“We know that employees who are engaged savers, utilizing the tools and advisory services that many employers provide, do save more than those who are unengaged,” said Luis Fleites, marketing communications director for Empower. “This study uncovered that more than 90% of workplace savers value these tools and access to unbiased advice.”

Despite the economic challenges American workers are facing, it is reassuring that most are taking positive steps to pursue their financial goals...

Opportunities We Need To Support

Gender savings gap

  • Men’s average account balances are 50% higher than women’s.
  • 29% of Hispanic women consider saving for retirement a top goal compared to 62% of Hispanic men.
  • 43% of Hispanic women are saving less than 3% or nothing at all.
  • 29% of Black women feel less confident, more than double of Black men (13%).

Getting Gen Z on track

  • Gen Zers are saving 43% less than baby boomers and have the lowest engagement rates, and 36% aren’t maximizing their employer-matching contribution.
  • Gen Z is the only generation for which saving for retirement is not the top financial goal: More Gen Zers prioritize paying off debt (37%) than saving for retirement (28%).

Key takeaways for savers

  • Retirement savings is a lifelong journey. Consider focusing on maximizing retirement savings based on your financial situation and retirement goals.
  • Don’t fall behind or feel overwhelmed. Seek help navigating the current economic environment.
  • Retirement isn’t just about paying the bills. Plan for your income and emotional needs in retirement.

 

 

 

About the study
This year’s study analyzes the behavior of 5.3 million (primarily corporate 401(k)) defined contribution workplace savers with Empower as the recordkeeper. The survey was conducted by FGS Global on behalf of Empower. This nationally representative online survey of full-time employees at for-profit companies with access to a defined contribution (DC) plan offered by their employer was conducted in August 2023 with a sample size of 2,511 working Americans between the ages of 18 and 70. Data were weighted by age and gender to match Census distributions for adults ages 18 to 70 who are employed full-time. Weights for this wave were based on 2022 CPS (Current Population Survey) data. Specifically, the latest available CPS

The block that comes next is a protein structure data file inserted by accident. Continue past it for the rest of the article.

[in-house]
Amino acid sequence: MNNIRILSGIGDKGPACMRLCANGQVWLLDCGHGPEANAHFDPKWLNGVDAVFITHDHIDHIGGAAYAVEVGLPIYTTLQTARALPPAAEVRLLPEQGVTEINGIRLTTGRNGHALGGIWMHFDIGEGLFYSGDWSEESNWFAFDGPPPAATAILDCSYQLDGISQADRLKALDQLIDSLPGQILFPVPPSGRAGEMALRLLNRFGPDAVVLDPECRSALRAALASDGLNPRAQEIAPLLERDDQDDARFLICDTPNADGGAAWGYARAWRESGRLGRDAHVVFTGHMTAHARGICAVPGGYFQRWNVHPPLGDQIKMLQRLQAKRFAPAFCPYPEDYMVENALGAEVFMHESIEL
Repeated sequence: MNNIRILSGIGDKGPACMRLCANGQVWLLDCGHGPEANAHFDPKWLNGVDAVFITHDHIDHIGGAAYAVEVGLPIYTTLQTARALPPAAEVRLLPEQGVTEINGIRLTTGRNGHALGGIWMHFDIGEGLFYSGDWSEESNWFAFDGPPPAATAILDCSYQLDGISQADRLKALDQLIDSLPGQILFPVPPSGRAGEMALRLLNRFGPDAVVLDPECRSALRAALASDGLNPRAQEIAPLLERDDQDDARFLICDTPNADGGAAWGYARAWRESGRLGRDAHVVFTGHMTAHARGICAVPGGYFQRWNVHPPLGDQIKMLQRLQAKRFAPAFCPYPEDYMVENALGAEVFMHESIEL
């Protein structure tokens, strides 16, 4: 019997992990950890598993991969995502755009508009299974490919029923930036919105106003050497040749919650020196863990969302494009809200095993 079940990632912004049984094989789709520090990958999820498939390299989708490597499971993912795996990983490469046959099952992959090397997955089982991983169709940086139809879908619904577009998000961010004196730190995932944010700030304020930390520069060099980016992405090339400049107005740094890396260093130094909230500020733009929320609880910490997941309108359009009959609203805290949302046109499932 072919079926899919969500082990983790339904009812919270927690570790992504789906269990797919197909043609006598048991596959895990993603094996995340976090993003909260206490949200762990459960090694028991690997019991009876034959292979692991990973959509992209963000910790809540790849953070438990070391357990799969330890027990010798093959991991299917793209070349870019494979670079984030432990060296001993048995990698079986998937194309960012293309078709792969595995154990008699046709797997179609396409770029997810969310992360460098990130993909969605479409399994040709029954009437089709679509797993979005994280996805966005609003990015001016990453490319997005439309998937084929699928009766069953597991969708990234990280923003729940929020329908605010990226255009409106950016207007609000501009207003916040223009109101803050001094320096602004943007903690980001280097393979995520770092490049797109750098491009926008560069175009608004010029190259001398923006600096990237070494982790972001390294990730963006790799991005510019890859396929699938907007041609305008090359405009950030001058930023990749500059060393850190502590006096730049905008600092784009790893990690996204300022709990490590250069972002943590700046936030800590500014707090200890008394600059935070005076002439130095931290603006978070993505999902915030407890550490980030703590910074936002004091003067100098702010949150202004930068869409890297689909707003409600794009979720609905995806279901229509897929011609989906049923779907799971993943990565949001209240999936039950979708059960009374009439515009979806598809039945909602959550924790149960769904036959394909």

Annual Social and Economic (March) Supplement. All the findings from the survey represent weighted values to be representative of full-time employees at for-profit companies across gender and generation.
About Empower
Recognized as the second-largest retirement recordkeeper in the U.S.,[1] Empower is a leading provider of financial services, including advice, wealth management, investing and retirement services. Headquartered in Greenwood Village, Colo., Empower administers approximately $1.4 trillion in assets for more than 18 million investors.[2] Connect with us on empower.com, Facebook, Twitter, LinkedIn, Tik Tok and Instagram.
[1] Pensions & Investments 2022 Defined Contribution Survey. Ranking measured by total number of participants as of September 2022.
[2] As of June 30, 2023. Information refers to all retirement business of Empower Annuity Insurance Company of America (EAICA) and its subsidiaries, including Empower Retirement, LLC; Empower Life & Annuity Insurance Company of New York (ELAINY); and Empower Annuity Insurance Company (EAIC), marketed under the Empower brand. EAICA’s consolidated total assets under administration (AUA) were $1,387.9B. AUA is a non-GAAP measure and does not reflect the financial stability or strength of a company. EAICA’s statutory assets total $73.98B and liabilities total $70.1B. ELAINY’s statutory assets total $7.2B and liabilities total $6.9B. EAIC’s statutory assets total $90.1B and liabilities total $88.8B.